This is a rush transcript from "Hannity," July 16, 2014. This copy may not be in its final form and may be updated.

SEAN HANNITY, HOST: There's chaos around the globe, and here at home, a feud is growing among leaders of the GOP in terms of our what our foreign policy stand should be. Now, should the U.S., for example, intervene in troubled areas like Iraq, or should we avoid foreign intervention and focus on critical issues here at home?

Here to give us his take is one of the men stirring everything up, Kentucky Senator Rand Paul. Senator, how are you?

SEN. RAND PAUL, R-KY.: Good, Sean. Thanks for having me.

HANNITY: All right, let me go to -- let me go to Rick Perry. He says, "Rand Paul's brand of isolationism, or whatever term her prefers, would compound the threat of terrorism even further." He said, "It's disheartening to hear fellow Republicans such as Senator Rand Paul suggest that our nation should ignore what's happening in Iraq."

Give you a chance to respond. I think this is a healthy debate, by the way. I don't think this...

PAUL: Well, you know, it might be healthy, but that sounded like a bunch of name-calling to me, Sean. I'm happy to talk about the specifics.  I think that the situation with ISIS has become worse because they had a terrorist wonderland over in Syria, where they're organizing and coming up into Iraq.

One of the curious things about ISIS is, do you know who the one country that's bombing them and trying to put them out of business? It's Syria. But we're supporting Islamic rebels in Syria against them.

But what I would say to people who want to criticize me and call me names is, do they want to put troops back in? The Iraqis stripped off their uniforms and ran, wouldn't defend their cities, and you want our GIs to get on the ground and fight?


PAUL: So what in the world's the governor calling for? Is that what he wants, troops on the ground in Iraq? I think that's a mistake.

HANNITY: Listen, I'd love to have you both on the program to debate it. I think it would be healthy and I think it would be good for the country to hear, you know, both sides of any debate.

I did have a disagreement with you, and I discussed it a little bit the last time you were on the program. You said you didn't blame Obama for Fallujah and Tikrit and Mosul and all these cities falling that our brave men and women fought and many died for.

PAUL: Yes, that's not exactly accurate, Sean. I don't say I don't blame Obama because I do blame Obama for emboldening ISIS in Syria by giving arms to the Syrian Islamic rebels. So I do blame him for that...

HANNITY: But you said...


HANNITY: ... didn't blame him for what was happening in Iraq.

PAUL: Well...

HANNITY: Hang on.


HANNITY: ... you said a war we shouldn't have been in.

PAUL: But I did say also that his speech at West Point, where he said that jihadists and terrorism are on the wane -- I don't agree with that.  But I do say that his war in Libya and his arming of Islamic rebels in Syria have made the jihadists emboldened. There's (ph) more numerous, and they are more a threat to America.

So it's unfair for people like Governor Perry to say I'm ignoring the situation or not conscious of this. I am very conscious of this. Not only that, I think the primary responsibility of the federal government is to defend our country and to defend our interests. And I have said that Maliki is an ally, the government of Iraq is an ally, and that we will support them.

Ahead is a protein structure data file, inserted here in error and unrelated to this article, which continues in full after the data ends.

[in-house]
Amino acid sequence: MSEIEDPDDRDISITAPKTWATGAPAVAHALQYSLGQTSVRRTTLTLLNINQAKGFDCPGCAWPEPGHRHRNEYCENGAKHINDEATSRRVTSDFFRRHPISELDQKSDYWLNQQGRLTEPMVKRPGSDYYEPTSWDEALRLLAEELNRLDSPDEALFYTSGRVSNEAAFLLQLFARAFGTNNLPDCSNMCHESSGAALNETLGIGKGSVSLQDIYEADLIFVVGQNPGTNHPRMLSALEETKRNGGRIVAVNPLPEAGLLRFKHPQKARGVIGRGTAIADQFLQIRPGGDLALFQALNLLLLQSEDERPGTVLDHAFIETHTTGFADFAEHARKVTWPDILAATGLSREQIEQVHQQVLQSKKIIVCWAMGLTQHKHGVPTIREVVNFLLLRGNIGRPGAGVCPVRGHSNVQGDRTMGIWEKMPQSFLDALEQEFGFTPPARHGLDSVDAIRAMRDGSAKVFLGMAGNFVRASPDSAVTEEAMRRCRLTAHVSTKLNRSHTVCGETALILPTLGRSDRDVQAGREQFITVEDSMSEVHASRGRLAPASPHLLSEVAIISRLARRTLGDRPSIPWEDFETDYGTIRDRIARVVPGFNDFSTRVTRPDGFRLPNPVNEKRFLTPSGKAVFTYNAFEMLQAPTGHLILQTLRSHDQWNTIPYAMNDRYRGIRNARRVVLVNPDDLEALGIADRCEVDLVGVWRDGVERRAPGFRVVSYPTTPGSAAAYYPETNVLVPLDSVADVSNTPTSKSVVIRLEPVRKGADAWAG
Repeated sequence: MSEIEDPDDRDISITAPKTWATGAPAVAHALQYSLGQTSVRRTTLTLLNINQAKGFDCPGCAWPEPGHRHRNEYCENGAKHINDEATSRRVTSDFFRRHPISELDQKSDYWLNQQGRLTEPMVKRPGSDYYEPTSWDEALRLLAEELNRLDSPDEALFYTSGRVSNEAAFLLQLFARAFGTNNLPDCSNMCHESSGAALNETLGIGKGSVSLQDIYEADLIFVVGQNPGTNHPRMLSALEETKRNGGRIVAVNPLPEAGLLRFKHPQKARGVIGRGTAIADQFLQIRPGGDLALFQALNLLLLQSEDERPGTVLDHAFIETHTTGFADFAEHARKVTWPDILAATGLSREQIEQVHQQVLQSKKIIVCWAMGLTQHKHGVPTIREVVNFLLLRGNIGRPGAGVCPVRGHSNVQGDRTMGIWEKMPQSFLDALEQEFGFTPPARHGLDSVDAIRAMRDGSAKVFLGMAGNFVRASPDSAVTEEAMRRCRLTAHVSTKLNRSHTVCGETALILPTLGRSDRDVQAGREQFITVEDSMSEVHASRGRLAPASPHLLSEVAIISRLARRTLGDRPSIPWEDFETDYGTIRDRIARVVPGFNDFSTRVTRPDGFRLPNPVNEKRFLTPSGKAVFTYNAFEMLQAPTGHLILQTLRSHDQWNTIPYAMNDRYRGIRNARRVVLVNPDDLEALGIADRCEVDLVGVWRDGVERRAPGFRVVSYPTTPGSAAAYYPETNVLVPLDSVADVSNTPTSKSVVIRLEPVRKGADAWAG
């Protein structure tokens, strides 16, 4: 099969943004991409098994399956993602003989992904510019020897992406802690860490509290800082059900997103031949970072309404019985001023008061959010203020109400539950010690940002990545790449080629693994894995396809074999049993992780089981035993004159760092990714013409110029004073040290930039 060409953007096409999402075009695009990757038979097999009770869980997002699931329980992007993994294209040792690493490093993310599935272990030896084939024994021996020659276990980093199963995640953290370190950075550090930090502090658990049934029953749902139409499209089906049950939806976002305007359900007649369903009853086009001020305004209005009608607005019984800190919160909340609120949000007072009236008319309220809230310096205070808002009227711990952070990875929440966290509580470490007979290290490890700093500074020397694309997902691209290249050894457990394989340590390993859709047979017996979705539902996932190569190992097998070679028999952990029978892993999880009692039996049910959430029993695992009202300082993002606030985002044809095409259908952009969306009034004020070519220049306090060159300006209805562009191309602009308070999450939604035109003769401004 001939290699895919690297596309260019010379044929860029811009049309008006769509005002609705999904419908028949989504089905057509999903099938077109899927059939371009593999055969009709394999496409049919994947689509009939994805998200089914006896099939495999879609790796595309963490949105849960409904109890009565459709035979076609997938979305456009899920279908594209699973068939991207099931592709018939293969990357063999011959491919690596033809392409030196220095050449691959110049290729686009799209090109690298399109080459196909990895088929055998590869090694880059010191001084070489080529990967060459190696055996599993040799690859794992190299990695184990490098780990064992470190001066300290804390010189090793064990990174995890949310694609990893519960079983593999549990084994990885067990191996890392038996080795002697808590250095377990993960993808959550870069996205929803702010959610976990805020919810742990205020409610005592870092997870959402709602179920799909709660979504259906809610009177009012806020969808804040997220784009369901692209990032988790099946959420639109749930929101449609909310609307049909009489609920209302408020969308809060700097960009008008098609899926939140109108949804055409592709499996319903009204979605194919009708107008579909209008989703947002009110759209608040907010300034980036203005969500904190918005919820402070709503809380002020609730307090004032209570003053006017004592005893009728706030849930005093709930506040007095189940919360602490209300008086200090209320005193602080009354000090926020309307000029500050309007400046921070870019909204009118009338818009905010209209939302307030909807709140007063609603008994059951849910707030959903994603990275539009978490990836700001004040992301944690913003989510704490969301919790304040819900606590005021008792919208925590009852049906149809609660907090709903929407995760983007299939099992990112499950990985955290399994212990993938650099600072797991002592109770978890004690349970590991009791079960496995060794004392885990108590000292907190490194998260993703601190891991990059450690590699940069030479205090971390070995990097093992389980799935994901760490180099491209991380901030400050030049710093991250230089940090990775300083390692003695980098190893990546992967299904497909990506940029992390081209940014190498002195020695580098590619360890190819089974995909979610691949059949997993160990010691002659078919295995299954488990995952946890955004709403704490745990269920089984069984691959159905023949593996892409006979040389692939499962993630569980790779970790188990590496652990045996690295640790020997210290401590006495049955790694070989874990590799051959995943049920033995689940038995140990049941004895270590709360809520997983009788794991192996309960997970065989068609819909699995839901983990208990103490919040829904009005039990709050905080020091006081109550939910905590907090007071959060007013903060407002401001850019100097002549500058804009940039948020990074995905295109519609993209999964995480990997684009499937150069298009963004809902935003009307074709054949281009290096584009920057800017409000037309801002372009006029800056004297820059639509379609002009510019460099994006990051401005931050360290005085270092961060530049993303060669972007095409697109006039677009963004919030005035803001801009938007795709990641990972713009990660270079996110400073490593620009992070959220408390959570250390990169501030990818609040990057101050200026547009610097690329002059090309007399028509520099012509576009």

HANNITY: But -- but...

PAUL: But I have said that troops on the ground is a mistake, and it's a very confusing situation.

HANNITY: I'm not disagreeing -- I blame Obama in this way. We had those cities. We had an emerging democracy, albeit not perfect, but emerging. And I think the mistake that we made was President Obama's mistake. A, we politicized the war, and B, the president ran on it, and he didn't see it through. If America's going to send men and women to go fight, you've got to fight and win. And part of winning sometimes means that we should have stayed there to provide intelligence and training. And if we would have done that, I don't think we'd be in the situation today where we see these cities falling.

PAUL: The only place where I'd have a mild disagreement with you, Sean, is that I think we do still provide intelligence and training...

HANNITY: No, we pulled out...


HANNITY: He pulled out!

PAUL: Let me finish that. I know, but let me finish. We trained the Iraqis for a decade and they cut and ran. And so the thing is, how long is it going to take these guys to figure out how to defend themselves? I think they will defend --

HANNITY: We still have a presence in Germany, in Korea.

PAUL: I don't think we're stopping war in either place, really.

HANNITY: We still stayed there to do those two specific things. And I talked to a lot of generals, and seem to agree with me that pulling out early was the big mistake that Obama made because they politicized another war.

PAUL: Right. But when you discuss a future, a future is always -- there are alternate scenarios for future. So for example, if we had had 1,000 troops in Mosul, one possibility is that they would have been overrun and we would be in a massive war and we would be back in there. If we want to clean up the cities that have been taken, it would take the equivalent of a surge. The military surge does work, it would take 50,000 to 100,000 troops. I don't think the American people -- frankly, I think if you have 100 GI's on your show, they are not allowed to do this, but if they were, I think most of them would say they're not interested in going back to Iraq to fight where the Iraqis won't fight.

HANNITY: I have to say goodbye. Thank you for being with us, appreciate it.

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